Private investment will be used to develop the tidal lagoon. Equity shareholders in the development phase include the local community, Tidal Lagoon Power management, high net worth individuals and corporations.  Further information on the investment opportunity is available here.

How will it affect my electricity bill?

One of the Project’s objectives is to enable a low cost, locally generated, electricity tariff for residents around the Bay area. Given existing legislation this is not straightforward to achieve, but it is one of our main goals, and a precedent has been set for cheaper energy for homes within a set radius of a wind farm in Cornwall. We are exploring how we can follow this lead within current and proposed legislation.

Are you supported by a government incentive scheme?

Tidal range technologies (including tidal lagoons) are able to apply for a Contract for Difference (CfD), which is this Government’s mechanism for supporting low carbon power generation. For more information about the economics of tidal lagoons, watch a video based upon a study by consultants, Poyry, here.

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Timelines & consultation

The project timeline can be found here.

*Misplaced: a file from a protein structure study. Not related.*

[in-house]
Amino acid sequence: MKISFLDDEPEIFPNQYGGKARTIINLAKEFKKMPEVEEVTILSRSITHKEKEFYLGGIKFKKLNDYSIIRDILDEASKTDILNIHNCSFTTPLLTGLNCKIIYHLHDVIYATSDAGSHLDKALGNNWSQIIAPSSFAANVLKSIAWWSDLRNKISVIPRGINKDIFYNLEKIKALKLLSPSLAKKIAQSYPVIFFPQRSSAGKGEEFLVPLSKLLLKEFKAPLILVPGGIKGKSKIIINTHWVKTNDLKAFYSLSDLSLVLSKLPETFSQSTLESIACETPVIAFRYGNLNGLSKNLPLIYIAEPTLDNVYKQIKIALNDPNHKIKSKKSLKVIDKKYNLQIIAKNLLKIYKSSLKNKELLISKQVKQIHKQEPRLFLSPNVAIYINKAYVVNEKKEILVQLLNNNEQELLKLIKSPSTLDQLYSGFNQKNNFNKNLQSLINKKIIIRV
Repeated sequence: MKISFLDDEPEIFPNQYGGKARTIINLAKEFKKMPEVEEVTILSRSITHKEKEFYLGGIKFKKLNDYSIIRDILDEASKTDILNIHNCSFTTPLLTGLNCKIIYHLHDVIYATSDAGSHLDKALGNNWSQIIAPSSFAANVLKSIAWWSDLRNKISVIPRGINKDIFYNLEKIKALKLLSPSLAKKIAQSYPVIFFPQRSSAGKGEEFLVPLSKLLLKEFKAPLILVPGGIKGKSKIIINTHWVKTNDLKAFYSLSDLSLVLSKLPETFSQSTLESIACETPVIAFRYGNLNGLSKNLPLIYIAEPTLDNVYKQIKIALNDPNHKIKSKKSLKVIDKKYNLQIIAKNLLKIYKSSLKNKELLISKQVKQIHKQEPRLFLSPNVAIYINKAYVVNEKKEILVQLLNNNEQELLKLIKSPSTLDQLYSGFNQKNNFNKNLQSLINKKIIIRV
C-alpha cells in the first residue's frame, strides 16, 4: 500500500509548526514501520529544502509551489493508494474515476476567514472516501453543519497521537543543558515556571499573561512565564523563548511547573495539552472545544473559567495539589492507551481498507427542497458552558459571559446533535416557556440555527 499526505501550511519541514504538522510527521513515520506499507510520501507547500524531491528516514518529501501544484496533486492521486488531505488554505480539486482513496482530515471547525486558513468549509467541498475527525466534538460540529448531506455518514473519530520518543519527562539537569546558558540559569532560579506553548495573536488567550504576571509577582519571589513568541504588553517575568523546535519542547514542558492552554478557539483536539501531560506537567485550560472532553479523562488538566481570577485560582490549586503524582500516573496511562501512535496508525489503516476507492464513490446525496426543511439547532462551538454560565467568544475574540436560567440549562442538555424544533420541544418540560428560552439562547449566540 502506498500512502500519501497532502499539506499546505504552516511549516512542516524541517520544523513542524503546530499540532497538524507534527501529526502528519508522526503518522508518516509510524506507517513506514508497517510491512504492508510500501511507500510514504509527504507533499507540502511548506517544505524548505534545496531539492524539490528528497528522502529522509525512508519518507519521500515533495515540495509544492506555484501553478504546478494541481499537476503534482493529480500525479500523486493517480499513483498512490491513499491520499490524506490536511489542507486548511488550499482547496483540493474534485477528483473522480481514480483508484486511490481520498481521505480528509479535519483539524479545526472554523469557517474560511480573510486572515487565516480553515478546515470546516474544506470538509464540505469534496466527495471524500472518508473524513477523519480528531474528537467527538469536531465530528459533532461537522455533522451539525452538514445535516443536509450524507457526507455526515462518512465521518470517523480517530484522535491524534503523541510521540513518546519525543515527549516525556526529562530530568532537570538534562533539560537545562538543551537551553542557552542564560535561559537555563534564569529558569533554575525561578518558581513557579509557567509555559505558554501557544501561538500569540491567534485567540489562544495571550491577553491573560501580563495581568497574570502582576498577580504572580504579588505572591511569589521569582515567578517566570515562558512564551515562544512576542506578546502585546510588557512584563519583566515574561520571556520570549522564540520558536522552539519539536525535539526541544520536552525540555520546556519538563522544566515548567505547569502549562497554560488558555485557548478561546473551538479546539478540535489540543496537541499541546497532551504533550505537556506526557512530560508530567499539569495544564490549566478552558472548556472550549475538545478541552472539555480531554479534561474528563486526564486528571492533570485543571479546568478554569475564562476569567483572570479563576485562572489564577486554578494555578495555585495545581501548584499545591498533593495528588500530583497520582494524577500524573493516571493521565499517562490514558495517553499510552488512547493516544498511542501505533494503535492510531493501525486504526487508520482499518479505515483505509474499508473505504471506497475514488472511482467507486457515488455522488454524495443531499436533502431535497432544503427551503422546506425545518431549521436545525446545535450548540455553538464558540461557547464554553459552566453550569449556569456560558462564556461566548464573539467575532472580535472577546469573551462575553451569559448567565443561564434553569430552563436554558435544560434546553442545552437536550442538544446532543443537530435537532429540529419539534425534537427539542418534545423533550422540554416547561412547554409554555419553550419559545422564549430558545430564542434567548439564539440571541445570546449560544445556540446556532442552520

How long have you been working on the Project?

Our development team has been working on the Project since early 2011 to assess its feasibility and to optimise the construction methods, energy output, and environmental benefits of the scheme. Consultation has taken place with many statutory consultees, and the proposals have been presented to more than 440 local stakeholders, as well as over 1,800 members of the public. All have been invited to feed back their thoughts, ideas and concerns to the team.

The Non-Technical Summary of the Environmental Statement provides basic information on all elements of the Environmental Impact Assessment including the consultation carried out. Detailed information on the consultation carried out in relation to the project is provided in Volume 5 of the Planning Application, available here